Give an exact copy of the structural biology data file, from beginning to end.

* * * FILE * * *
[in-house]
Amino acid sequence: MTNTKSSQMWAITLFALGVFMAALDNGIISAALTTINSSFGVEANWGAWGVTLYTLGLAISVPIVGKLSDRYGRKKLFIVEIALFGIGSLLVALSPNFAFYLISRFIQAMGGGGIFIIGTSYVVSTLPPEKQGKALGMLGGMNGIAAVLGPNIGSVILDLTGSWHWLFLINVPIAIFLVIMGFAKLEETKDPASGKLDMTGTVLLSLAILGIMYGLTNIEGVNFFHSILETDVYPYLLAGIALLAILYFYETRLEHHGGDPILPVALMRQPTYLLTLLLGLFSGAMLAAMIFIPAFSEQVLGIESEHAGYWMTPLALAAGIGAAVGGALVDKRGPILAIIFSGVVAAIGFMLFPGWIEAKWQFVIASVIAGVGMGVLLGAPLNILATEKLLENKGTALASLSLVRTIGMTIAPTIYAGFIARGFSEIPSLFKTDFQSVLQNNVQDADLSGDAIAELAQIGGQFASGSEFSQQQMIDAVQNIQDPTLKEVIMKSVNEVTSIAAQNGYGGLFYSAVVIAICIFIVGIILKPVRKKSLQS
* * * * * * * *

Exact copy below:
[in-house]
Amino acid sequence: MTNTKSSQMWAITLFALGVFMAALDNGIISAALTTINSSFGVEANWGAWGVTLYTLGLAISVPIVGKLSDRYGRKKLFIVEIALFGIGSLLVALSPNFAFYLISRFIQAMGGGGIFIIGTSYVVSTLPPEKQGKALGMLGGMNGIAAVLGPNIGSVILDLTGSWHWLFLINVPIAIFLVIMGFAKLEETKDPASGKLDMTGTVLLSLAILGIMYGLTNIEGVNFFHSILETDVYPYLLAGIALLAILYFYETRLEHHGGDPILPVALMRQPTYLLTLLLGLFSGAMLAAMIFIPAFSEQVLGIESEHAGYWMTPLALAAGIGAAVGGALVDKRGPILAIIFSGVVAAIGFMLFPGWIEAKWQFVIASVIAGVGMGVLLGAPLNILATEKLLENKGTALASLSLVRTIGMTIAPTIYAGFIARGFSEIPSLFKTDFQSVLQNNVQDADLSGDAIAELAQIGGQFASGSEFSQQQMIDAVQNIQDPTLKEVIMKSVNEVTSIAAQNGYGGLFYSAVVIAICIFIVGIILKPVRKKSLQS